The best thing about the announcement of literary prize nominations? Book nerds everywhere simultaneously add, like, ten new books to their reading list. Pencils at the ready? The 2017 Man Booker Prize longlist is here.
Established in 1969, the Man Booker Prize selects the single best work of fiction, written in English and published in the UK, each year. In addition to international acclaim and an essentially guaranteed boost in sales, winners are awarded a total of 52,500 euros, which is roughly equivalent to $61,273 American dollars. Previous winners include Salman Rushdie (Midnight's Children), Eleanor Catton (The Luminaries) and Margaret Atwood (The Blind Assassin). In 1997, Arundhati Roy won for her first novel The God of Small Things. Now, 20 years later, she is once again nominated, this time for her second novel, The Ministry of Utmost Happiness.
From 2005 to 2015, The Booker Prize Foundation also hosted the Man Booker International Prize, honoring the career contribution of one author to the "world stage" of fiction every two years. Beginning in 2016, the prize shifted; now awarded every two years for a single work that's been translated into English, the Man Booker International Prize awards both the writer and the translator, acknowledging the art and the skill required to share a work past its initial first language.
Here are the 2017 Man Booker Prize longlist finalists. The winner will be announced on October 17. That's plenty of time to catch up.
'4321' by Paul Auster
Paul Auster's latest novel, 4321, is a story of possibility. One Archibald Isaac Ferguson is born on March 3, 1947. Four identical Archibalds then embark on four parallel lives, experiencing their own individual loves and losses.
'Days Without End' by Sebastian Barry
Barely 17, Thomas McNulty escapes Ireland's Great Famine in Sebastian Barry's Days Without End and signs up for the United States Army. It's the 1850s, and Thomas and his fellow soldier John Cole embark on an epic journey across the nascent country, fighting in the Indian Wars.
'History of Wolves' by Emily Fridlund
More than anything, Emily Fridlund's A History of Wolves is a ghost story. Set in the northern Minnesota wilderness, 14-year-old Linda strikes up a relationship with the new family across the lake. What she learns and what she sees shapes her life's trajectory.
'Exit West' by Mohsin Hamid
What if, scattered among the war-torn areas of our world, there were doors that offered a magical chance of escape? That's the premise presented by Mohsin Hamid, in this heartbreaking novel of immigration, borders, and the things in our lives which refuse to stay within the lines.
'Solar Bones' by Mike McCormack
Once a year, on All Soul's Day, the dead of Ireland are allowed to return home. Mike McCormack's novel covers one such day.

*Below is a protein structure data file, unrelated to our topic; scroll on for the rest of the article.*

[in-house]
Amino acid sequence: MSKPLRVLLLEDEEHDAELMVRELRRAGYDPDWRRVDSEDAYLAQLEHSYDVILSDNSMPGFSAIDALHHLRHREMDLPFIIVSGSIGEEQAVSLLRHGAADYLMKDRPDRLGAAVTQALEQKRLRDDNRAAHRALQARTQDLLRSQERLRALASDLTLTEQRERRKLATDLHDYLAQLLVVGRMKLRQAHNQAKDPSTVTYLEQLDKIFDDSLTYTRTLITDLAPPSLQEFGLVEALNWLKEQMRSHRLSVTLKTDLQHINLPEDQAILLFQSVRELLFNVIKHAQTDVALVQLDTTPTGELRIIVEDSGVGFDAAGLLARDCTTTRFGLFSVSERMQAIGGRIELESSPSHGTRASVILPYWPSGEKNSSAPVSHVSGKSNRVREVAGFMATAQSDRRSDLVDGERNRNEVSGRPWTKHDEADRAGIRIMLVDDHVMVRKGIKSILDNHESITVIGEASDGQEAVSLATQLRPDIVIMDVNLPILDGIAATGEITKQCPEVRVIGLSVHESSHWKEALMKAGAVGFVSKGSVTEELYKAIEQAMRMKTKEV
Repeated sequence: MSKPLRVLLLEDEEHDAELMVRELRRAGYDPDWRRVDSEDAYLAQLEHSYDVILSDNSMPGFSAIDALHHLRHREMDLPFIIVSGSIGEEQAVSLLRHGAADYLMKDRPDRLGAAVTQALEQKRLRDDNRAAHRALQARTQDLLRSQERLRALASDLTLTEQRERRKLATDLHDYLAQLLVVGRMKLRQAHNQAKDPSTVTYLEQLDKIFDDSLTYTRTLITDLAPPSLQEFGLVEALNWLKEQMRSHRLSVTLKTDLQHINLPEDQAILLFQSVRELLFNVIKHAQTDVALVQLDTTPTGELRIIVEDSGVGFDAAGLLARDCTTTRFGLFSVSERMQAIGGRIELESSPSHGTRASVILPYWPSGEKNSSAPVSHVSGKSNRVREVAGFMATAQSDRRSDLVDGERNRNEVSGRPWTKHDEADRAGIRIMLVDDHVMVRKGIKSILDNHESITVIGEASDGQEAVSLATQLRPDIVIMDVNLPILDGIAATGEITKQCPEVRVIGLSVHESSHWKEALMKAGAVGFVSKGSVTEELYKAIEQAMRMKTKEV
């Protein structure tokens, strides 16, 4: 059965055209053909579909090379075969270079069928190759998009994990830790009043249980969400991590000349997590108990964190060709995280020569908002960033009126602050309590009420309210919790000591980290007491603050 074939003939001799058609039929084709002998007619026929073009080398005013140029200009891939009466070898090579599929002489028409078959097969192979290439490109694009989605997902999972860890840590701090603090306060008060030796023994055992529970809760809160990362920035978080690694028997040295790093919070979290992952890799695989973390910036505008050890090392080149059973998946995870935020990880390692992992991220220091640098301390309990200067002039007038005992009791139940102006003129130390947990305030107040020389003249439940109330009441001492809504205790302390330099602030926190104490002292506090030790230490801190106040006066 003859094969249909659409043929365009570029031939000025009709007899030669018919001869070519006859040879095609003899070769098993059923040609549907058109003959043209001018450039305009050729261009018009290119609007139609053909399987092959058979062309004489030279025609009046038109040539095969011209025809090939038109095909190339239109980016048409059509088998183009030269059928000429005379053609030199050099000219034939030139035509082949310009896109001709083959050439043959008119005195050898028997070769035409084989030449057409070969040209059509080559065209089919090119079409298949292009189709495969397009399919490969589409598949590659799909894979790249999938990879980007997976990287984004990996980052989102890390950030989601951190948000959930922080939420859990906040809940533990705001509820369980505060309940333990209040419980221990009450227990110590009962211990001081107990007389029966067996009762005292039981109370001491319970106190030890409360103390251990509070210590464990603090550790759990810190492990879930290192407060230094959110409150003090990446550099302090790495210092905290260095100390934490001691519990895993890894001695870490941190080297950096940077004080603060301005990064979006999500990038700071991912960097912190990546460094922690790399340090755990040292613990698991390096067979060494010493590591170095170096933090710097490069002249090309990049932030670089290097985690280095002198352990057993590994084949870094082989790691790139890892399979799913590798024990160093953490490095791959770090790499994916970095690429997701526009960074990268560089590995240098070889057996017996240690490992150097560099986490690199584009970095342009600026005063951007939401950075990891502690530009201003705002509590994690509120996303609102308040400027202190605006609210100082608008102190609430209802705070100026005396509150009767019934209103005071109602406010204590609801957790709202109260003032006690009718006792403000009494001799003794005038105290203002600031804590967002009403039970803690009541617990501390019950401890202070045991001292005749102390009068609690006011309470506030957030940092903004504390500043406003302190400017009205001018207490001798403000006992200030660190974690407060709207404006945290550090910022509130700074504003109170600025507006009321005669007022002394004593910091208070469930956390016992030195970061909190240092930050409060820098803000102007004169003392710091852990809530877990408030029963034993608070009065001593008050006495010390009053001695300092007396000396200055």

'Reservoir 13' by Jon McGregor
When a 13-year-old girl goes missing in a quiet English town, time stops but life goes on. Jon McGregor's haunting mystery novel about the ways in which we measure our lives will get under your skin. Let it.
'Elmet' by Fiona Mozley
Fiona Mozley's debut novel investigates the precariousness of "home," and the ways in which both people and landscapes contribute to our sense of belonging and our sense of loss.
'The Ministry of Utmost Happiness' by Arundhati Roy
Arundhati Roy's first novel in 20 years, The Ministry of Utmost Happiness crosses the Indian subcontinent in a story of survival and love. Anchored by Anjum, a transgender woman who moves to a cemetery and reinvents herself, this scathing, devastating novel embodies the battling hatred and compassion so many of us have for our homelands.
'Lincoln in the Bardo' by George Saunders
The Civil War, President Lincoln, and a traditional Tibetan transitional state between life and death (the "bardo") come together in Lincoln in the Bardo to investigate love and life under the ever-present specter of death.
'Home Fire' by Kamila Shamsie
Kamila Shamsie's seventh novel, Home Fire, centers on an immigrant family living in London, the United States, and the Middle East. It's a searing meditation on family - the loyalty, the love, the sacrifice and, sometimes, the pain.
'Autumn' by Ali Smith
Autumn, Ali Smith's cyclical meditation on richness and wealth, on harvest, on living in an era that is both decidedly "of the now" and timeless, is the first in her four-part novel series, with each embodying a season.
'Swing Time' by Zadie Smith
Zadie Smith's Swing Time is a panoramic sweep of a novel (for long-time Smith fans, you know this is her specialty), spanning several continents and decades in an intertwining story of race and performance, love and familial responsibility.
'The Underground Railroad' by Colson Whitehead
Colson Whitehead's odyssey The Underground Railroad was so searingly impressive that Oprah Winfrey single-handedly pushed its release date up an entire month. Yes, really. Centering on Cora, a slave on a cotton plantation in antebellum Georgia, this novel runs alongside as she makes a bid for freedom, surviving on sheer tenacity and grit.